Healing From Complex Trauma & PTSD/CPTSD

A journey to healing from complex trauma.


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Started volunteering at the local Meals On Wheels. It went so well!

Volunteering is important to me. It’s also important I am within an organised, well run, friendly, healthy environment.

So, with the kind help of a friend, I started today. I was showed around, introduced to some of the people there, and they all seemed lovely. The managers were lovely and very friendly ladies and I felt comfortable.

After helping out in the kitchen, my friend and I went out on a delivery run. It went so well. We met some lovely elderly people, and sadly saw some living in filthy conditions. But, I felt at least we were helping them with these meals.

I’m used to seeing all kinds of living conditions, having worked in social housing for 15 years and visiting social housing tenants. You get to see everything in that job. The good, the bad and downright ugly stuff of life. Including elderly people who have varying home and health conditions.

I felt completely comfortable doing this delivery run, chatting a little with the people we visited. It went well and I felt like I was able to be a part of a professional, mature, well run, organised charity that makes a difference in the community for those in need. Continue reading


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Volunteering, is one of the ways to increase Post Traumatic Growth, as well as growth and compassion.

volunteering2Volunteering, is something those with empathy, a conscience and a willingness to give, with no reward in return. Volunteers are often wonderful people, with big hearts and light in their souls.

I’ve always known since I was 20, that volunteering is an important part of life.

I see how so many people only give with a ‘what’s in it for me’ attitude. And want money, fame, recognition, or something that makes it ‘worth their effort’. Volunteers are not concerned with this.

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I’ve been volunteering my time and effort for 3 years, helping those who are dealing with PTSD and Complex PTSD, abuse and complex trauma  survivors, via my website, blog and social media work.

I started volunteering at a food bank charity several months ago and it’s already somewhere I feel makes a difference to those in need. They are diverse group of people I volunteer with and I have spent time talking with some, listening to their life problems and offering a compassionate ear. Being someone who listens, non judgmentally. Most of the volunteers have some level of issues occurring. Such is life.

Last week, a woman was withdrawn and quiet and not being her normal self. As I am someone who subconsciously learns people’s behaviours, and picks up on people’s emotions etc… I noticed she was not okay, where others didn’t. I started a conversation and it led to telling me her stresses and her being emotional and in tears. I let her talk, and validated her stresses and worries, which were mostly financial, were valid and understandable. We had hugs and she said she felt better being able to release some tears and someone listening and not being told to just ‘be positive’.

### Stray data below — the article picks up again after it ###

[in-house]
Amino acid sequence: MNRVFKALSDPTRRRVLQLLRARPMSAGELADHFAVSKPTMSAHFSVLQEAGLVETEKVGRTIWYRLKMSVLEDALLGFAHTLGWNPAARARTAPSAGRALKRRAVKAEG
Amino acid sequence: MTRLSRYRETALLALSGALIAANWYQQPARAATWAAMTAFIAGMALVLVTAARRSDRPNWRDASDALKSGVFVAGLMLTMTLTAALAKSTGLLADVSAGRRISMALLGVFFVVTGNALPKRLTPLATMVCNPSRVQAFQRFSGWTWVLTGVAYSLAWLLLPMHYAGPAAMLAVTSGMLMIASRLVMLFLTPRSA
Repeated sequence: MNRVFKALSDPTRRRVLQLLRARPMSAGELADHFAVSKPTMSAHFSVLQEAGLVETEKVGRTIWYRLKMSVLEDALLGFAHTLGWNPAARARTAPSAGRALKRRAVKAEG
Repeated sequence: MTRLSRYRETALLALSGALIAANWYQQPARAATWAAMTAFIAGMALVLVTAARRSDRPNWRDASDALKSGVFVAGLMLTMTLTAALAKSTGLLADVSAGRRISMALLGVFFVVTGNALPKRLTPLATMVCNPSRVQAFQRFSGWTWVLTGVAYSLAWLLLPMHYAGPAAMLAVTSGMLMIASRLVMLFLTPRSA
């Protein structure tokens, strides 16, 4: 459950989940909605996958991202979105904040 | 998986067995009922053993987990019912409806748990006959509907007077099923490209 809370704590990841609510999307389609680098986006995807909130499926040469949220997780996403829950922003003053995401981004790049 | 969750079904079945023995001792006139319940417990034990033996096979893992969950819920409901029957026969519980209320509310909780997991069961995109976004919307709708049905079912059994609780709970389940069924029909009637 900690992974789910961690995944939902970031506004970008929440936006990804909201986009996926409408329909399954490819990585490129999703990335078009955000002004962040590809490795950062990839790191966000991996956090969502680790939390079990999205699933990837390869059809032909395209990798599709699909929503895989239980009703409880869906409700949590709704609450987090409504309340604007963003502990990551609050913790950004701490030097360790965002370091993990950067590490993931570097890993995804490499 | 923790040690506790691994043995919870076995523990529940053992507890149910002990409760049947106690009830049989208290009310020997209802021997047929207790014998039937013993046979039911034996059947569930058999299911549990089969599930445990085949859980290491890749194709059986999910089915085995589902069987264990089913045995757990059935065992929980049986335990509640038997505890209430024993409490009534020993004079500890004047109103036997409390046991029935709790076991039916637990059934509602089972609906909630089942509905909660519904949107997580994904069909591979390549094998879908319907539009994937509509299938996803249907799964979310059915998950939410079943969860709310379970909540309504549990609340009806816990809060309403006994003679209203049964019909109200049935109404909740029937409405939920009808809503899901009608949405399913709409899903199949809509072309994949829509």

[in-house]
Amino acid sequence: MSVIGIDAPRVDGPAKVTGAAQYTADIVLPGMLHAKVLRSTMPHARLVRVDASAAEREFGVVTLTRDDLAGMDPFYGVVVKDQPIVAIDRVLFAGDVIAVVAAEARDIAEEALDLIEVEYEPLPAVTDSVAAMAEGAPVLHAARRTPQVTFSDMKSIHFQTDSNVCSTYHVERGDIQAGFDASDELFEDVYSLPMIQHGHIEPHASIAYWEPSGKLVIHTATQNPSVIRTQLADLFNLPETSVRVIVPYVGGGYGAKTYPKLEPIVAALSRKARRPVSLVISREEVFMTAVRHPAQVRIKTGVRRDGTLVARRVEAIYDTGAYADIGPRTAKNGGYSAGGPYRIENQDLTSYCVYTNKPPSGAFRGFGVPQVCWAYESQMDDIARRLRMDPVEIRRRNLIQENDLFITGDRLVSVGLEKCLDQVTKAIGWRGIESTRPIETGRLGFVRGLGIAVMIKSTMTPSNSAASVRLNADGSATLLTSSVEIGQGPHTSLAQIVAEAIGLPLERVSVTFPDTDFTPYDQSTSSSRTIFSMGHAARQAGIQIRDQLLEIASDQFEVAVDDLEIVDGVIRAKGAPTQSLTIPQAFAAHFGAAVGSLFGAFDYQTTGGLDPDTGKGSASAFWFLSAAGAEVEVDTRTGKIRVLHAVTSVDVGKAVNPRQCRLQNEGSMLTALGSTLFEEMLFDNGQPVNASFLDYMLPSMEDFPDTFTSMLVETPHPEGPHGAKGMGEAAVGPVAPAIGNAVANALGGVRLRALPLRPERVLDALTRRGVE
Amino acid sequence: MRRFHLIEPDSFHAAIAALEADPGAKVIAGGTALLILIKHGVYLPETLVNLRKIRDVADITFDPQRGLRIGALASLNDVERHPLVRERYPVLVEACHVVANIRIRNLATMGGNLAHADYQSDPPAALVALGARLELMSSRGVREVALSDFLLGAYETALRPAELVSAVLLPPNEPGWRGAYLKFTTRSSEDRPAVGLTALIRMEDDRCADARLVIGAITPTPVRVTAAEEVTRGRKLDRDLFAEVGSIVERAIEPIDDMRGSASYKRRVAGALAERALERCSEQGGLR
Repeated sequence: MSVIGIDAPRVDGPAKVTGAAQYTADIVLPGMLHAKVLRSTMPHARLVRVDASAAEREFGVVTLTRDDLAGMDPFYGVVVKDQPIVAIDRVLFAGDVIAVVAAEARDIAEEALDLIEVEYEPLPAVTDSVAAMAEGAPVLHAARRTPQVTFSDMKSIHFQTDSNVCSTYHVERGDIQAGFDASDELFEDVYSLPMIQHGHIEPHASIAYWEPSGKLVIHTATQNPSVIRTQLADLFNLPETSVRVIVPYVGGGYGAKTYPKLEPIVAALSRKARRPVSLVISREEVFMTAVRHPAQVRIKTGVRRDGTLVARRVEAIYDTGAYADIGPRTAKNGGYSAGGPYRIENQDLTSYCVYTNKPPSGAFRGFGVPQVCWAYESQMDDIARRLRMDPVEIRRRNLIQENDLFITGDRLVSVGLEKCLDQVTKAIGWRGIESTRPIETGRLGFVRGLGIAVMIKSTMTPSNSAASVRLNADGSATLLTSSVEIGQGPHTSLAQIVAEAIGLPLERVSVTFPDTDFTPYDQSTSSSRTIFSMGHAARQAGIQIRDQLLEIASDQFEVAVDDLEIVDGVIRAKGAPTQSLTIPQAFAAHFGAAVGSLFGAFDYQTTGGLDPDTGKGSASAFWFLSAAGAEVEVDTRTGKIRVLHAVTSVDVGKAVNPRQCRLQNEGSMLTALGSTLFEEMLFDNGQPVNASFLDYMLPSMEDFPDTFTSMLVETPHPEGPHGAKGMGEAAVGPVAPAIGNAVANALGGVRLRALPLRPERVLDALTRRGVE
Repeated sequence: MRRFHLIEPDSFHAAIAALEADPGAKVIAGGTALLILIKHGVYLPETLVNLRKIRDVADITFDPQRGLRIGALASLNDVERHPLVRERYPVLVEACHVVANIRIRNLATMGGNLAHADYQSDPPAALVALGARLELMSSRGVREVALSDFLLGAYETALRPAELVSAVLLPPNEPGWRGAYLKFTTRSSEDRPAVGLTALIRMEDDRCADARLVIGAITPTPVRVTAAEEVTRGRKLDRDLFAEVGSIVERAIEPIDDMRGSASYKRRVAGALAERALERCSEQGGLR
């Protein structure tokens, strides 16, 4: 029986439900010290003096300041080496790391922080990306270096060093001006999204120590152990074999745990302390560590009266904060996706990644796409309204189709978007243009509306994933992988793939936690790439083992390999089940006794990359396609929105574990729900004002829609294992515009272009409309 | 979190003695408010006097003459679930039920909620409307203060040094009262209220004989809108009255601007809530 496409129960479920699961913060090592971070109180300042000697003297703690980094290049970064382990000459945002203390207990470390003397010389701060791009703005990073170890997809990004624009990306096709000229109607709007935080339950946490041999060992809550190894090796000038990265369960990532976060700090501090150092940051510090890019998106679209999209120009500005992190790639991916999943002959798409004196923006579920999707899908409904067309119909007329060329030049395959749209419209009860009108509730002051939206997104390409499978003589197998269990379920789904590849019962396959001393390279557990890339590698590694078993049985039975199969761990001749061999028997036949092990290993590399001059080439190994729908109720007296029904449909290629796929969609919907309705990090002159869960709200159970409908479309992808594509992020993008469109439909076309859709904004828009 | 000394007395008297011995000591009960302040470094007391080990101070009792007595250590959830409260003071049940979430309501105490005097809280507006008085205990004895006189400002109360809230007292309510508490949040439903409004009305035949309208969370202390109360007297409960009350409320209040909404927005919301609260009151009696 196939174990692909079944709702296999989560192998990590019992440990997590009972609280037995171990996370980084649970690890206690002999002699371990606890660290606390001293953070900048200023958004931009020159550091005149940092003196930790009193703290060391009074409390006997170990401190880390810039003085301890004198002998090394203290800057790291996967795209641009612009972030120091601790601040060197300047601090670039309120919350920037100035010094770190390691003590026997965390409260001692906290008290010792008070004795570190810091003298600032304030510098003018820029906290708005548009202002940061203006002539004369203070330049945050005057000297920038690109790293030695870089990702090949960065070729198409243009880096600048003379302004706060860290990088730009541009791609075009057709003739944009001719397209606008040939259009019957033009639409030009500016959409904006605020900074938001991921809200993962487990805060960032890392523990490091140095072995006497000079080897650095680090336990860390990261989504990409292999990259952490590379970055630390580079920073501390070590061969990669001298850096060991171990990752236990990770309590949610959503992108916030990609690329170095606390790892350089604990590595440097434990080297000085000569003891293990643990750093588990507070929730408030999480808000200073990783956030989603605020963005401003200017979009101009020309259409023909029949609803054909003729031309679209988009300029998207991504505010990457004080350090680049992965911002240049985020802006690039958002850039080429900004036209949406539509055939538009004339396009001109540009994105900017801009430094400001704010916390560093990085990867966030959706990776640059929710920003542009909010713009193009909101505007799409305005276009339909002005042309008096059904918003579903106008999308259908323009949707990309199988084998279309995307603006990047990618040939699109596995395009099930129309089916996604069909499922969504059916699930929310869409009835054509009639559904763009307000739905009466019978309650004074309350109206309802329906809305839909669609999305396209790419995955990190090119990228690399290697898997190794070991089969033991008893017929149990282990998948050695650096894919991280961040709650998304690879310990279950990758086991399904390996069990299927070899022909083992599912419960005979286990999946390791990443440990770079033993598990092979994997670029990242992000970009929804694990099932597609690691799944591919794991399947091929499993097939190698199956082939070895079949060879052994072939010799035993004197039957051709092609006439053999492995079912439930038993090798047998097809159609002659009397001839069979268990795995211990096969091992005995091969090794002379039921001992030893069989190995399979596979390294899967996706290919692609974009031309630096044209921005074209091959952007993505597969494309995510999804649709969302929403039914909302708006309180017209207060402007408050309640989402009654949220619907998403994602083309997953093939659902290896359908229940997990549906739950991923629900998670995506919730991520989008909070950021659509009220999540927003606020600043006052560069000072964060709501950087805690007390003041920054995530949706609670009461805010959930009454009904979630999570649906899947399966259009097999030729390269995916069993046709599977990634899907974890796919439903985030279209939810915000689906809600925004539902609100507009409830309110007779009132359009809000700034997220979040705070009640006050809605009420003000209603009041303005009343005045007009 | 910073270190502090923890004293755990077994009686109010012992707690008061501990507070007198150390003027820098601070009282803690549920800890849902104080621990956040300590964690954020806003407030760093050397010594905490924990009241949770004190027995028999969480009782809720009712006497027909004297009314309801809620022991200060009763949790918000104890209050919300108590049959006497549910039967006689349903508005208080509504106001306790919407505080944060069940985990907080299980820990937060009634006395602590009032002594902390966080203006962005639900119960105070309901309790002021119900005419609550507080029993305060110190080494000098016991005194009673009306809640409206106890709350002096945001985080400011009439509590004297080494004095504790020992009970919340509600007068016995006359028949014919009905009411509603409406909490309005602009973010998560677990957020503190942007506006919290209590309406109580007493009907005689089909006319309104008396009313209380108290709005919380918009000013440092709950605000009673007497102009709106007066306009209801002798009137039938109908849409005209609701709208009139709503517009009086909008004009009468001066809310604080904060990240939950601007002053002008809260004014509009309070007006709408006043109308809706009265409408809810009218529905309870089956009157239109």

I barely know this woman, but what I was able to offer her, was what she needed. And she was glad I noticed her need. This led to a conversation with others who joined in, where it was discussed how emotions are okay and bottling them up, isn’t healthy. How it’s okay to not be okay, and reach out for help. It was a good conversation, with a good outcomes. Continue reading


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Feeling sorry for my son’s teacher, led me to volunteer to be a class helper.

Two conversations with my youngest son’s teacher this week, showed she is a bit stressed and I felt sorry for her.

I had asked her if she had a good Easter Holidays and she replied defensively that she was working each day here at the school. Then my son asked her yesterday why his name hadn’t been moved on a chart, and she replied even more defensively that she does not have the time and if she had more parent helpers, she would have more time.

I got the feeling she is stressed and felt sorry for her as she is a lovely teacher and who knows whether she has any other issues going on in her life too. Continue reading


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Volunteering went well – but exhausted again.

tired

So much I could write about today, but I have virtually no energy to write.

I realise there are many reasons why volunteering is emotionally and physically draining, but I am glad I did it.

I think the anxiety, the hypervigilance of being in a new environment and around new people….. plus all these people who came in today for the food and told me some of their stories, plus a few volunteers were in tears about Continue reading